HM: Wikipedia has some theories. Where did we land on Wikipedia? Are they trustworthy or what.

GN: My favorite snippets from the Wikipedia page for turtlenecks:

  1. Vladimir Putin of Russia and Andreas Papandreou of Greece are two examples of European statesmen fond of wearing polo necks.
  2. Over time it became a fad among teenage girls, especially in a lightweight form that emphasised their figures. It was not long before Hollywood was also exploiting this image as part of the sweater girl look.

HM: Lol at “sweater girl.” Mine is “Polo neck-like garments have been worn for hundreds of years, dating at least to the 15th century.[citation needed]” That “citation needed” really says it all.

CA: Listen, I’m not happy Vladimir Putin is a turtleneck enthusiast too—but it’s better than him being shirtless, on a horse.

HM: Another great, if contentious, turtleneck-in-pop-culture moment: when Bill and Sam and Neil are going to a “makeout party” on Freaks and Geeks, and Neil and Bill get into a fight about who can wear a turtleneck because they both can’t walk in wearing the same thing, and Neil loses because his is a DICKEY and so he can just pull it off. Please reserve your judgements on mocknecks for where they really belong, which is on dickeys, the freeloader accessory. Either wear the turtleneck or wear a crewneck—pick a side, coward.

GN: I LOVE THAT EPISODE. But why are people always hating on dickeys? They are a hilarious garment. Sometimes you just don’t need the bulk of two shirts.

HM: Incorrect, Gabby. If anything is the kitten heel of sweaters it is the dickey. Totally superfluous!!!

GN: Anyway, I personally miss when Limited Too built in the bra for me and life was less dramatic so consider that in my analysis of dickeys.

HM: A built-in bra is extremely different than a … how am I going to phrase this? A rogue neck, disembodied from its intended torso.

GN: This is so rude. But I get what you mean. Okay, I have a question for the group regarding turtlenecks and SENSUALITY. Or, is this more of a comment than a question? We’ll see. But as stated in the Wikipedia entry above, turtlenecks were key in the “sweater girl” look. I think this is one of the many great qualities about them: you’re at once completely covered, but you’re also outlining your body. It is a subtle sensuality, if you will.

HM: This is a very telling comment on your part, Gabby. But yeah, it’s true, they’re sexy as hell. Like when Beyoncé is referencing Audrey Hepburn in Funny Face, in the “Countdown” video, I think of that as one of her sexiest looks. You’re right that it’s because you’re so covered. It’s the reverse psychology of fashion: having more to take off is what makes you want it.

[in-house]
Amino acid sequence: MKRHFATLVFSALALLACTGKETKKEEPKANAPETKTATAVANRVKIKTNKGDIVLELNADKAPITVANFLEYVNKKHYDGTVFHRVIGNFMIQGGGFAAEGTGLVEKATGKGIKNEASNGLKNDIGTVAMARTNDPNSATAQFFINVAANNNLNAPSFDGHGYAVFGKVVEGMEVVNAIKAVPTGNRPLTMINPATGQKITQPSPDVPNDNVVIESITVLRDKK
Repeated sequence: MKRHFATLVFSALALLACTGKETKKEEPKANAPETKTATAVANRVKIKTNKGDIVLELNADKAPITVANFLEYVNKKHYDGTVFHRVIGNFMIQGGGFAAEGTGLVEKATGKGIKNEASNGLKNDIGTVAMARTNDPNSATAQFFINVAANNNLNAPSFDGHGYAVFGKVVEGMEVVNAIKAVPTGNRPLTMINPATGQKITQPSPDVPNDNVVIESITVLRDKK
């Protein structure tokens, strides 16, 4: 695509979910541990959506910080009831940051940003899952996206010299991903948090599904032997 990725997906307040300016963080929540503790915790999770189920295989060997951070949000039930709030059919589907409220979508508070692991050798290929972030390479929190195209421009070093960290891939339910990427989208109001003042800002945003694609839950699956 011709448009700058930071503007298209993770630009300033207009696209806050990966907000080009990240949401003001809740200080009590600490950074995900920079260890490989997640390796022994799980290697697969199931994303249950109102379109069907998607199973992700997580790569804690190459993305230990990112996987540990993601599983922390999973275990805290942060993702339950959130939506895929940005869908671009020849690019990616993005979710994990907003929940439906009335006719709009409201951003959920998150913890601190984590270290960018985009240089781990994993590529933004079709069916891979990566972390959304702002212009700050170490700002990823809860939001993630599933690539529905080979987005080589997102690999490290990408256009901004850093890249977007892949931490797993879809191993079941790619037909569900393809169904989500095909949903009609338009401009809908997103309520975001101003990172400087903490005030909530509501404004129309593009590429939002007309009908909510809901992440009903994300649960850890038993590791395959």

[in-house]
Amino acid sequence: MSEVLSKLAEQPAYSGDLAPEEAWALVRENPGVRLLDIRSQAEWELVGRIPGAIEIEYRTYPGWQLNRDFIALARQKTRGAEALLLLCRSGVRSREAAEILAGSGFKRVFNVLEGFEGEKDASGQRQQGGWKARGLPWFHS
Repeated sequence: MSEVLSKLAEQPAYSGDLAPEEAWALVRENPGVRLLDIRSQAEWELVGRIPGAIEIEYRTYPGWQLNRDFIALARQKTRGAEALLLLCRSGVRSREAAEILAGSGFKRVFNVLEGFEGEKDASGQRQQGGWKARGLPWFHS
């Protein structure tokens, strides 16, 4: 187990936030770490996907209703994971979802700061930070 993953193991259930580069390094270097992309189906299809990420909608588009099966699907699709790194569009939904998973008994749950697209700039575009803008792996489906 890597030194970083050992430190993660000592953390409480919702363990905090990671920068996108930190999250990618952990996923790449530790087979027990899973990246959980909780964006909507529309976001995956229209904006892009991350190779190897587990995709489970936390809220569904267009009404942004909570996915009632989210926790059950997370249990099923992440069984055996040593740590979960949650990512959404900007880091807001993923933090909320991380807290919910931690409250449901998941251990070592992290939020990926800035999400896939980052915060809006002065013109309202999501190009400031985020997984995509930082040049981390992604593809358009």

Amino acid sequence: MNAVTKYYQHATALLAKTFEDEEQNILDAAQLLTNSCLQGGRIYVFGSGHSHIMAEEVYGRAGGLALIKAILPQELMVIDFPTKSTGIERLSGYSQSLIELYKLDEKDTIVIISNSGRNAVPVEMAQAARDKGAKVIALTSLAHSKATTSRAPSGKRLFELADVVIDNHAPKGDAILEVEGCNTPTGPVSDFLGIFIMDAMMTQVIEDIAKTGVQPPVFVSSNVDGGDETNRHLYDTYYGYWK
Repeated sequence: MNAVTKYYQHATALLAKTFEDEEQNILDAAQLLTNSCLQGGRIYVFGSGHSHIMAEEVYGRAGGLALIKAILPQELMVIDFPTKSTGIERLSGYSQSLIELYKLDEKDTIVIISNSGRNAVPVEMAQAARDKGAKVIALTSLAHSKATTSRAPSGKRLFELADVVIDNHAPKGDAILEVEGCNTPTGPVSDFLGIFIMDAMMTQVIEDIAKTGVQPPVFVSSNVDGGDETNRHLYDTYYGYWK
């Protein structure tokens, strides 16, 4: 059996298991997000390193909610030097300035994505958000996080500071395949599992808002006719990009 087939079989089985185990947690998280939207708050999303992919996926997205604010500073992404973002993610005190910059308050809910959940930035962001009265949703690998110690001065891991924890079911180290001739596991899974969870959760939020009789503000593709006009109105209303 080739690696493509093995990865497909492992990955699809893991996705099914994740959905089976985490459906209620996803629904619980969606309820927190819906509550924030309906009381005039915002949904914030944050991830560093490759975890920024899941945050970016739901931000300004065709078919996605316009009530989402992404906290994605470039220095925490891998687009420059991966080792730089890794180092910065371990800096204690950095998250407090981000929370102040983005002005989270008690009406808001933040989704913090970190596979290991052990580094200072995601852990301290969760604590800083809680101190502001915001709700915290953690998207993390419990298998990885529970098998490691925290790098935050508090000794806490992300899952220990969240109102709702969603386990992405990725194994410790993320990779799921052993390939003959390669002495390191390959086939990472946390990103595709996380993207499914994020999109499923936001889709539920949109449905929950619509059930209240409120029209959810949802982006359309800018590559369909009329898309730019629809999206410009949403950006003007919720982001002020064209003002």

FR:
BEYONCÉ in that look tho! Personally I really love them in the mod era—I feel like Anna Karina wearing these mocknecks are some of the most sexiest moments in film for me. Godard had a good eye for style, fashion and aesthetic in his films. Also, they’re so quintessentially sexy yet chic when worn in that era. It was all about framing the body tastefully.

GN: Yes that was when Beyoncé invented the turtleneck bodysuit.

CA: A great moment in pop culture. “All my single ladies!”—a.k.a we are all single because we are wearing turtlenecks.

Running off of that, I will deliberately wear a turtleneck out on a Friday night. I DARE someone to hit on me. Because if they see something they like in me wearing a body veil, than they are worth keeping around. I’m like Eva Mendez in Hitch when she’s wearing glasses and reading at a cocktail bar. I’m just as gorgeous as she is, too.

HM: But there’s also that Hitchcock blonde in a turtleneck look, or the Jackie Kennedy turtleneck, or the Audrey Hepburn, which to me also signifies a kind of sexual undercurrent, even in its primness or properness; like, everything’s covered, but I can still sense the shape underneath. 

FR: Agreed, there’s also something oddly regal about it, which I think is appealing. I don’t know why, and let’s not unpack this … but, I think it also frames the neck in a really delicate way.

CA: Do we think this works for men? I’m asking for a friend (me).

HM: Literal lol. Yeah, I do think the same principle applies for men, just not in the same way. We’ve of course talked about Steve Jobs, who made the turtleneck into a symbol of power in his own way, but like—okay, I’m about to say something really crass, so I apologize in advance, but during Dunkirk, which should win an Oscar for Best Use Of A Rollneck Knit Turtleneck In A Christopher Nolan movie, ALL I could think about was how hot all the men looked in their military-issued turtlenecks. And the horrors of war, also.

GN: I always think about that picture of The Rock in a turtleneck and fanny pack when I think “turtlenecks for men.” But I honestly thought he looked good…


FR:
That Rock faux “American Apparel” turtleneck … I think dudes, when done well, really know how to wear a turtleneck. My partner’s father once wore a turtleneck (I’m a creep) and he looked hella fine, so there’s that.